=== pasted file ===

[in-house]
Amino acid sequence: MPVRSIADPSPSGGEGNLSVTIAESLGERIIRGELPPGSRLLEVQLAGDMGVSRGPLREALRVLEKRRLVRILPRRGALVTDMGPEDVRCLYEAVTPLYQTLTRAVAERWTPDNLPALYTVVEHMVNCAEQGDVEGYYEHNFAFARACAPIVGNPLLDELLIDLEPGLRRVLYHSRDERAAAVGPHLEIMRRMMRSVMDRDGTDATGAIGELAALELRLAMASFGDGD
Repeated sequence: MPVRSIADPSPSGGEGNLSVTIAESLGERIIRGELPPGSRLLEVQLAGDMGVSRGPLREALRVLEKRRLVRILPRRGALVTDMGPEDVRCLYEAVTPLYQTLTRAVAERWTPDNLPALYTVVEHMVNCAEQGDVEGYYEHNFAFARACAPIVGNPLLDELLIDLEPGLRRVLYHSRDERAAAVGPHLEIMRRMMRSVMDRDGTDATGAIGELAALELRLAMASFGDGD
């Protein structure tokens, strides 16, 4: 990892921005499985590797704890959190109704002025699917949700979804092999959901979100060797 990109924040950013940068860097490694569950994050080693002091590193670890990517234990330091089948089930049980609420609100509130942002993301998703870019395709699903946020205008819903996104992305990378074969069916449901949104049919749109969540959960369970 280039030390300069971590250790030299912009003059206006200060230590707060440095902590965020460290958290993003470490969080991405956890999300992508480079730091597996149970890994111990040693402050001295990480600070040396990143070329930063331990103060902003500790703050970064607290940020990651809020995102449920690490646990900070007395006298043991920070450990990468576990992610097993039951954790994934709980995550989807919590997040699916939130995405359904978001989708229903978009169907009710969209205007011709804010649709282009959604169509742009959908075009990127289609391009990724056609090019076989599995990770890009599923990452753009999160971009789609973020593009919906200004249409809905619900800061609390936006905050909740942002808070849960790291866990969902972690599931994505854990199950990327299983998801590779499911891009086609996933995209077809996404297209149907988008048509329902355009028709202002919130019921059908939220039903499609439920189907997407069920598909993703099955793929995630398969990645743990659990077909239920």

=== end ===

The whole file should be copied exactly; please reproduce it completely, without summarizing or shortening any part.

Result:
[in-house]
Amino acid sequence: MPVRSIADPSPSGGEGNLSVTIAESLGERIIRGELPPGSRLLEVQLAGDMGVSRGPLREALRVLEKRRLVRILPRRGALVTDMGPEDVRCLYEAVTPLYQTLTRAVAERWTPDNLPALYTVVEHMVNCAEQGDVEGYYEHNFAFARACAPIVGNPLLDELLIDLEPGLRRVLYHSRDERAAAVGPHLEIMRRMMRSVMDRDGTDATGAIGELAALELRLAMASFGDGD
Repeated sequence: MPVRSIADPSPSGGEGNLSVTIAESLGERIIRGELPPGSRLLEVQLAGDMGVSRGPLREALRVLEKRRLVRILPRRGALVTDMGPEDVRCLYEAVTPLYQTLTRAVAERWTPDNLPALYTVVEHMVNCAEQGDVEGYYEHNFAFARACAPIVGNPLLDELLIDLEPGLRRVLYHSRDERAAAVGPHLEIMRRMMRSVMDRDGTDATGAIGELAALELRLAMASFGDGD
């Protein structure tokens, strides 16, 4: 990892921005499985590797704890959190109704002025699917949700979804092999959901979100060797 990109924040950013940068860097490694569950994050080693002091590193670890990517234990330091089948089930049980609420609100509130942002993301998703870019395709699903946020205008819903996104992305990378074969069916449901949104049919749109969540959960369970 280039030390300069971590250790030299912009003059206006200060230590707060440095902590965020460290958290993003470490969080991405956890999300992508480079730091597996149970890994111990040693402050001295990480600070040396990143070329930063331990103060902003500790703050970064607290940020990651809020995102449920690490646990900070007395006298043991920070450990990468576990992610097993039951954790994934709980995550989807919590997040699916939130995405359904978001989708229903978009169907009710969209205007011709804010649709282009959604169509742009959908075009990127289609391009990724056609090019076989599995990770890009599923990452753009999160971009789609973020593009919906200004249409809905619900800061609390936006905050909740942002808070849960790291866990969902972690599931994505854990199950990327299983998801590779499911891009086609996933995209077809996404297209149907988008048509329902355009028709202002919130019921059908939220039903499609439920189907997407069920598909993703099955793929995630398969990645743990659990077909239920």